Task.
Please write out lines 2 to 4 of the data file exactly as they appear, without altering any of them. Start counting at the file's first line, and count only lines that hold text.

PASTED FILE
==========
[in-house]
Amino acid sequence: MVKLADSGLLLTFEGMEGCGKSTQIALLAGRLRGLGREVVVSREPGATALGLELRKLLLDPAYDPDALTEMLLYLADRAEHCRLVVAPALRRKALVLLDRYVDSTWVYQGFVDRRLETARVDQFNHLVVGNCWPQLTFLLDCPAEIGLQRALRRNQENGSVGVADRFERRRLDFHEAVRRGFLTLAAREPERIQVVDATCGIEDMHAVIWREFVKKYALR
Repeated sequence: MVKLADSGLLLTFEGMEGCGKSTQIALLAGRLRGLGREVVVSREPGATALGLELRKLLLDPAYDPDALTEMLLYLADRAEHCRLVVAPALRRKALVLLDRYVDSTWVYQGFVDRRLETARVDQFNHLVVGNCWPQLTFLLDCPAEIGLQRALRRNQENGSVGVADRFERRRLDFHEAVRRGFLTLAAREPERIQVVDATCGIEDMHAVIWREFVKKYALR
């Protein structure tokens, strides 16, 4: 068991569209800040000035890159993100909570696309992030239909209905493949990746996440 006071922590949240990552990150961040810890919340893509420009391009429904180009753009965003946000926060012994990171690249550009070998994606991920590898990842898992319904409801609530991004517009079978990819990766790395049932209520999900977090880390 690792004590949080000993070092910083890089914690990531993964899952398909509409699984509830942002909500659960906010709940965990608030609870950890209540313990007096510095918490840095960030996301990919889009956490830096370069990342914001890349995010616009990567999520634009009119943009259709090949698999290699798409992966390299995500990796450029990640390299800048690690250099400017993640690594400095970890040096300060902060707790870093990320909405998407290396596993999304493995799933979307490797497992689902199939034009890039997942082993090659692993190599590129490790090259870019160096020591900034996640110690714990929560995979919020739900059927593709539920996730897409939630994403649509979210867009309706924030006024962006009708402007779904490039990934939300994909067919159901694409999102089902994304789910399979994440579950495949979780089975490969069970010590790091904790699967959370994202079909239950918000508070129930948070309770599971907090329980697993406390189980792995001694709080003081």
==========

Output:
Amino acid sequence: MVKLADSGLLLTFEGMEGCGKSTQIALLAGRLRGLGREVVVSREPGATALGLELRKLLLDPAYDPDALTEMLLYLADRAEHCRLVVAPALRRKALVLLDRYVDSTWVYQGFVDRRLETARVDQFNHLVVGNCWPQLTFLLDCPAEIGLQRALRRNQENGSVGVADRFERRRLDFHEAVRRGFLTLAAREPERIQVVDATCGIEDMHAVIWREFVKKYALR
Repeated sequence: MVKLADSGLLLTFEGMEGCGKSTQIALLAGRLRGLGREVVVSREPGATALGLELRKLLLDPAYDPDALTEMLLYLADRAEHCRLVVAPALRRKALVLLDRYVDSTWVYQGFVDRRLETARVDQFNHLVVGNCWPQLTFLLDCPAEIGLQRALRRNQENGSVGVADRFERRRLDFHEAVRRGFLTLAAREPERIQVVDATCGIEDMHAVIWREFVKKYALR
């Protein structure tokens, strides 16, 4: 068991569209800040000035890159993100909570696309992030239909209905493949990746996440 006071922590949240990552990150961040810890919340893509420009391009429904180009753009965003946000926060012994990171690249550009070998994606991920590898990842898992319904409801609530991004517009079978990819990766790395049932209520999900977090880390 690792004590949080000993070092910083890089914690990531993964899952398909509409699984509830942002909500659960906010709940965990608030609870950890209540313990007096510095918490840095960030996301990919889009956490830096370069990342914001890349995010616009990567999520634009009119943009259709090949698999290699798409992966390299995500990796450029990640390299800048690690250099400017993640690594400095970890040096300060902060707790870093990320909405998407290396596993999304493995799933979307490797497992689902199939034009890039997942082993090659692993190599590129490790090259870019160096020591900034996640110690714990929560995979919020739900059927593709539920996730897409939630994403649509979210867009309706924030006024962006009708402007779904490039990934939300994909067919159901694409999102089902994304789910399979994440579950495949979780089975490969069970010590790091904790699967959370994202079909239950918000508070129930948070309770599971907090329980697993406390189980792995001694709080003081």